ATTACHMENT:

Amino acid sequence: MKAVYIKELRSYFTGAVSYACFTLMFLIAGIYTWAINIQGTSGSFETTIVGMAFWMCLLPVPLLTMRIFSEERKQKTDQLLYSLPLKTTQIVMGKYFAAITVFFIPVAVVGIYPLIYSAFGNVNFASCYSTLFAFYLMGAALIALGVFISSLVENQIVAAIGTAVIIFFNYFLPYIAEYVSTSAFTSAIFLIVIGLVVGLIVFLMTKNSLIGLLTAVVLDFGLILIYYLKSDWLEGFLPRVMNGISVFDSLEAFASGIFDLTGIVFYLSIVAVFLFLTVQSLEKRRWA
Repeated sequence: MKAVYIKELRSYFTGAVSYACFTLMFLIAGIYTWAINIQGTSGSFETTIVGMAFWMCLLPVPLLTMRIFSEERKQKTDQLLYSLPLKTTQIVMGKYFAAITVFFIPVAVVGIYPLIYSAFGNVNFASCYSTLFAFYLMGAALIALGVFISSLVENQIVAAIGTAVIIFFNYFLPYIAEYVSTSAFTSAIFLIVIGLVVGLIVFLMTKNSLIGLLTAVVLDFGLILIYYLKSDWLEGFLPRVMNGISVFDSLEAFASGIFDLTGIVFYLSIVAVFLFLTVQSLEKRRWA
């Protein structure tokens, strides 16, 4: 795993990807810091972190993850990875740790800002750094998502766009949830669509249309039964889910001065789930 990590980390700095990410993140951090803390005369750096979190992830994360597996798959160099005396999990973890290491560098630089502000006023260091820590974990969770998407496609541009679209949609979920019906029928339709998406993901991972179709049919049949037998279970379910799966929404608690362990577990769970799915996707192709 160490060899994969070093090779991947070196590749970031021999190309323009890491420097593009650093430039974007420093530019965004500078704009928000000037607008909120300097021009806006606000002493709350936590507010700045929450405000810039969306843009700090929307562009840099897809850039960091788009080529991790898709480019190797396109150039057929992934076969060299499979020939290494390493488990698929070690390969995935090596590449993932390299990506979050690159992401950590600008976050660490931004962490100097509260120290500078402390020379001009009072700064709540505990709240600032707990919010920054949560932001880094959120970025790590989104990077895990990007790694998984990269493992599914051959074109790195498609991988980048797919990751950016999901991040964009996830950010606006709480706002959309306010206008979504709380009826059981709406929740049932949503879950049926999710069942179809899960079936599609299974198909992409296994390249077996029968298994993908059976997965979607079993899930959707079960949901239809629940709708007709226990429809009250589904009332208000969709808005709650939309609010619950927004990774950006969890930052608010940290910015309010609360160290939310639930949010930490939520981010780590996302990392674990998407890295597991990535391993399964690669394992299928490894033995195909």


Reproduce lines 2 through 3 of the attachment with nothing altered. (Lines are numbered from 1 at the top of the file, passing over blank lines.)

Repeated sequence: MKAVYIKELRSYFTGAVSYACFTLMFLIAGIYTWAINIQGTSGSFETTIVGMAFWMCLLPVPLLTMRIFSEERKQKTDQLLYSLPLKTTQIVMGKYFAAITVFFIPVAVVGIYPLIYSAFGNVNFASCYSTLFAFYLMGAALIALGVFISSLVENQIVAAIGTAVIIFFNYFLPYIAEYVSTSAFTSAIFLIVIGLVVGLIVFLMTKNSLIGLLTAVVLDFGLILIYYLKSDWLEGFLPRVMNGISVFDSLEAFASGIFDLTGIVFYLSIVAVFLFLTVQSLEKRRWA
């Protein structure tokens, strides 16, 4: 795993990807810091972190993850990875740790800002750094998502766009949830669509249309039964889910001065789930 990590980390700095990410993140951090803390005369750096979190992830994360597996798959160099005396999990973890290491560098630089502000006023260091820590974990969770998407496609541009679209949609979920019906029928339709998406993901991972179709049919049949037998279970379910799966929404608690362990577990769970799915996707192709 160490060899994969070093090779991947070196590749970031021999190309323009890491420097593009650093430039974007420093530019965004500078704009928000000037607008909120300097021009806006606000002493709350936590507010700045929450405000810039969306843009700090929307562009840099897809850039960091788009080529991790898709480019190797396109150039057929992934076969060299499979020939290494390493488990698929070690390969995935090596590449993932390299990506979050690159992401950590600008976050660490931004962490100097509260120290500078402390020379001009009072700064709540505990709240600032707990919010920054949560932001880094959120970025790590989104990077895990990007790694998984990269493992599914051959074109790195498609991988980048797919990751950016999901991040964009996830950010606006709480706002959309306010206008979504709380009826059981709406929740049932949503879950049926999710069942179809899960079936599609299974198909992409296994390249077996029968298994993908059976997965979607079993899930959707079960949901239809629940709708007709226990429809009250589904009332208000969709808005709650939309609010619950927004990774950006969890930052608010940290910015309010609360160290939310639930949010930490939520981010780590996302990392674990998407890295597991990535391993399964690669394992299928490894033995195909």